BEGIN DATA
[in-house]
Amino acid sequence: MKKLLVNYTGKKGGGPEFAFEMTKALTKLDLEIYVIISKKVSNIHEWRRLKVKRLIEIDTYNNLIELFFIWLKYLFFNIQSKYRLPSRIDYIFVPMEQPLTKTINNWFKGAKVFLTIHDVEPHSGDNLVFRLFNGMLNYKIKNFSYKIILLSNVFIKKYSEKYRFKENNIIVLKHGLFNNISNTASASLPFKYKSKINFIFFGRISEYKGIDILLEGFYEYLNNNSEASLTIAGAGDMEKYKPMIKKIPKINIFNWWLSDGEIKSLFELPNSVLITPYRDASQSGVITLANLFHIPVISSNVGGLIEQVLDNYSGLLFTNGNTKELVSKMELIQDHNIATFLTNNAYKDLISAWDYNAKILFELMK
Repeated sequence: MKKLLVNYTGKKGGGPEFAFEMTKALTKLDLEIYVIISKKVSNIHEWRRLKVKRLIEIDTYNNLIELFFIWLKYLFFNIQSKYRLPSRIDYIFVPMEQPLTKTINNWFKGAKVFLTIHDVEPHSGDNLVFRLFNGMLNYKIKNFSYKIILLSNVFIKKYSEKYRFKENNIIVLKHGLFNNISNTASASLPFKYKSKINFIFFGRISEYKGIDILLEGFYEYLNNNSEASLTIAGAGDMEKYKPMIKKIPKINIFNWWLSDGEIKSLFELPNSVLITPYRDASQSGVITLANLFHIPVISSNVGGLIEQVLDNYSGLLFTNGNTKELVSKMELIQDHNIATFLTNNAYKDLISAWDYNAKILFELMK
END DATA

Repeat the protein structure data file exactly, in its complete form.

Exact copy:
[in-house]
Amino acid sequence: MKKLLVNYTGKKGGGPEFAFEMTKALTKLDLEIYVIISKKVSNIHEWRRLKVKRLIEIDTYNNLIELFFIWLKYLFFNIQSKYRLPSRIDYIFVPMEQPLTKTINNWFKGAKVFLTIHDVEPHSGDNLVFRLFNGMLNYKIKNFSYKIILLSNVFIKKYSEKYRFKENNIIVLKHGLFNNISNTASASLPFKYKSKINFIFFGRISEYKGIDILLEGFYEYLNNNSEASLTIAGAGDMEKYKPMIKKIPKINIFNWWLSDGEIKSLFELPNSVLITPYRDASQSGVITLANLFHIPVISSNVGGLIEQVLDNYSGLLFTNGNTKELVSKMELIQDHNIATFLTNNAYKDLISAWDYNAKILFELMK
Repeated sequence: MKKLLVNYTGKKGGGPEFAFEMTKALTKLDLEIYVIISKKVSNIHEWRRLKVKRLIEIDTYNNLIELFFIWLKYLFFNIQSKYRLPSRIDYIFVPMEQPLTKTINNWFKGAKVFLTIHDVEPHSGDNLVFRLFNGMLNYKIKNFSYKIILLSNVFIKKYSEKYRFKENNIIVLKHGLFNNISNTASASLPFKYKSKINFIFFGRISEYKGIDILLEGFYEYLNNNSEASLTIAGAGDMEKYKPMIKKIPKINIFNWWLSDGEIKSLFELPNSVLITPYRDASQSGVITLANLFHIPVISSNVGGLIEQVLDNYSGLLFTNGNTKELVSKMELIQDHNIATFLTNNAYKDLISAWDYNAKILFELMK